What Does "Expediting" Mean?

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  • Written By: Mary McMahon
  • Edited By: Nancy Fann-Im
  • Last Modified Date: 20 December 2019
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Expediting is the streamlining of projects to keep them on schedule and maintain quality standards. A business may task a person or department with expediting a project, or it can hire a third party with experience in this area of business. Firms that offer services to companies in need of assistance can be found in many regions of the world. People interested in careers in this field need only the job experience along with training in topics like accounting and business so they can offer a range of services to their employers or clients.

One aspect of expediting involves developing a calendar to keep a project on schedule. This includes establishing when and where the project will need supplies so arrangements can be made ahead of time to route supplies to the correct location. The expediter also monitors work to minimize lags. If a section of the project is moving more quickly than the schedule, the expediter wants to move necessary supplies into place to prevent situations where personnel are available and have nothing to do because the materials are not ready.


This work also involves monitoring quality of equipment and supplies. Expediters may visit suppliers to inspect their goods, request samples, and discuss the quality standards for the project. As supplies arrive on the project site, the expediter will examine them again to make sure they meet the standards. If there is a problem, the expediting team is responsible for negotiating with the supplier to address it, whether the issue is a shortage of supplies or equipment that does not function properly.

Expediting work requires inspection of supply chains and transport arrangements as well. The expediter wants goods to move quickly and safely from the supplier to a work site, and may use a variety of techniques to accomplish this. Speed can be especially critical with sensitive and delicate items, or items that are needed in a hurry because staff members are waiting on them. Part of expediting can require negotiating contracts with shipping companies to get the best deals.

The expediter also plays a role in budgeting and accounting. He will have information about the project's budget so he can keep expenditures within the limits and may have advice on controlling costs in other areas of the project. In some cases, the project manager is also responsible for expediting, and will control all aspects of the project, not just the process of moving supplies to where they need to go.


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Post 4

@nony - Anyone who can keep a project on time and on budget is worth his weight in gold in my opinion.

This is the thing that project managers constantly seek to do, but too often fail to do. I only wish that the expediting service was available for the services industry as well as manufacturing.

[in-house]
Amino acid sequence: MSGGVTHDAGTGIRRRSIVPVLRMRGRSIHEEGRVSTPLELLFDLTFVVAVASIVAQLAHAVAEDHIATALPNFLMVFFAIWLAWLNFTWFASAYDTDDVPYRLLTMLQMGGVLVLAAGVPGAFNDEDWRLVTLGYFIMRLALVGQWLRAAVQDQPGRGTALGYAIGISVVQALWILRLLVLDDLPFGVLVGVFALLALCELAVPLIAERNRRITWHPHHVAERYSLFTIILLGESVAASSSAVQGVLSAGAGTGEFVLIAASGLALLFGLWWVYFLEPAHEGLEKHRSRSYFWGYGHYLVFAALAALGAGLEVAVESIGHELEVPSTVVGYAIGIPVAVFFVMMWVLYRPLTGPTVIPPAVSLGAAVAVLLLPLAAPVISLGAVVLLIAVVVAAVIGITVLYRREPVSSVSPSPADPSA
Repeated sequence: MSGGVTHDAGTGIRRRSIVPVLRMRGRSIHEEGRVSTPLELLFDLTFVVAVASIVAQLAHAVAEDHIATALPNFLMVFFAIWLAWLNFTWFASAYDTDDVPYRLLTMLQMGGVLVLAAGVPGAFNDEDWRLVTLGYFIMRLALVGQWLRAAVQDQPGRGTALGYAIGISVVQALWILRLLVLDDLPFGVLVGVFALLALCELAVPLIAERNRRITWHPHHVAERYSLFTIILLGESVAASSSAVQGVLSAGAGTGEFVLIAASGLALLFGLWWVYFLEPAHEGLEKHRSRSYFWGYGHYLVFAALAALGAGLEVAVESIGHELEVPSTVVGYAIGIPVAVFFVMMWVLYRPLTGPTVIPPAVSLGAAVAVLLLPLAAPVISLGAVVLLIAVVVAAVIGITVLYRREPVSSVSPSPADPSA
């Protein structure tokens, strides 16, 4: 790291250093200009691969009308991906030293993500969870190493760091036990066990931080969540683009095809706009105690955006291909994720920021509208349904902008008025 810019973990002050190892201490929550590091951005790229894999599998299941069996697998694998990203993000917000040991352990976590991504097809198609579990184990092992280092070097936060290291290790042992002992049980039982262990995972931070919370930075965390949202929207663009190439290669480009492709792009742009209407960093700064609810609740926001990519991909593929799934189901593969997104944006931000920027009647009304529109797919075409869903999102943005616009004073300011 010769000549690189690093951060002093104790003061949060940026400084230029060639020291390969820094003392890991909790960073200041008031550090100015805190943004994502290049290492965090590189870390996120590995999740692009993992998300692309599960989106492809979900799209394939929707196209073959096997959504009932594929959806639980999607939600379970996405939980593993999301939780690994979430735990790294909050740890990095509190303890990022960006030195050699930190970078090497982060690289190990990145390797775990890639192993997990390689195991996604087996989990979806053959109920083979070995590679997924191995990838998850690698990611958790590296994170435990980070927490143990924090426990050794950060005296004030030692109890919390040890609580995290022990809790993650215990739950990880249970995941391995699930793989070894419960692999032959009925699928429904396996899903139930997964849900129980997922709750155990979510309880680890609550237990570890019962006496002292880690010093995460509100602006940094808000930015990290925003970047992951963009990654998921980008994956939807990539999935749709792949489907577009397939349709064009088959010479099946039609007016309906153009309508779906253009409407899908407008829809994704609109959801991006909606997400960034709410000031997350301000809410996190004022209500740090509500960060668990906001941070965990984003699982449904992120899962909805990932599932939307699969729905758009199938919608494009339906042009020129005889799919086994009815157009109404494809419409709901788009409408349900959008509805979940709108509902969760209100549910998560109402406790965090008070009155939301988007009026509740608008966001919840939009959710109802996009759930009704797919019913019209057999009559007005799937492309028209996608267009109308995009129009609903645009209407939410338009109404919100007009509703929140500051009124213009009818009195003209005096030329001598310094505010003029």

I work for a software company and we often go over budget unfortunately. I don’t know what an outside firm could do to help. Perhaps we could take a page out of the playbook of the expediter and learn a few things and teach them to our developers.

But it would be a challenge. It’s easier to work with manufactured goods than digital goods. They’re easier to make, and to quantify.

Post 3

@Charred - Computer software can’t do everything. There is a quality control element to this business. These people visit sites and inspect the items to make sure that they are up to snuff.

This is not a computerized task. I imagine that you might need some training in ISO 9001 or some other quality control standards to ensure that you have the proper qualifications to do a good job.

I am speaking of outside firms here who want to offer this as a service. Internally expediters may just be project managers who are familiar with the goods.

At any rate, a lot rides on your shoulders if you’re the expediter, especially if a bad shipment heads out the door on your watch.

Post 2

@SkyWhisperer - Knowing how to work the transportation routes would be essential in expedited delivery I would think.

I think of a company like Federal Express, which has established a network of hubs and connection points throughout the United States, to get stuff delivered on time, every time.

I imagine that if you are in the expediting business, you would have to set up alternate routes for shipping your supplies in case one of those routes becomes stopped up.

You would need to know the lay of the land quite well, and I agree that computer software would come in handy here.

Post 1

I can certainly see the usefulness of expedited services in production planning where you are dealing with deliverables that have to be moved down a supply chain.

I think logistics planning inside an organization can accomplish the same results without the need to hire an outside expediting firm. However, assuming you don’t have a team in place for logistics management, an expediter would do the job.

While the article doesn’t say, I also guess that they would need some advanced computer software to track the movement and shipment of supplies and determine if there are any bottlenecks anywhere that need to be dealt with.

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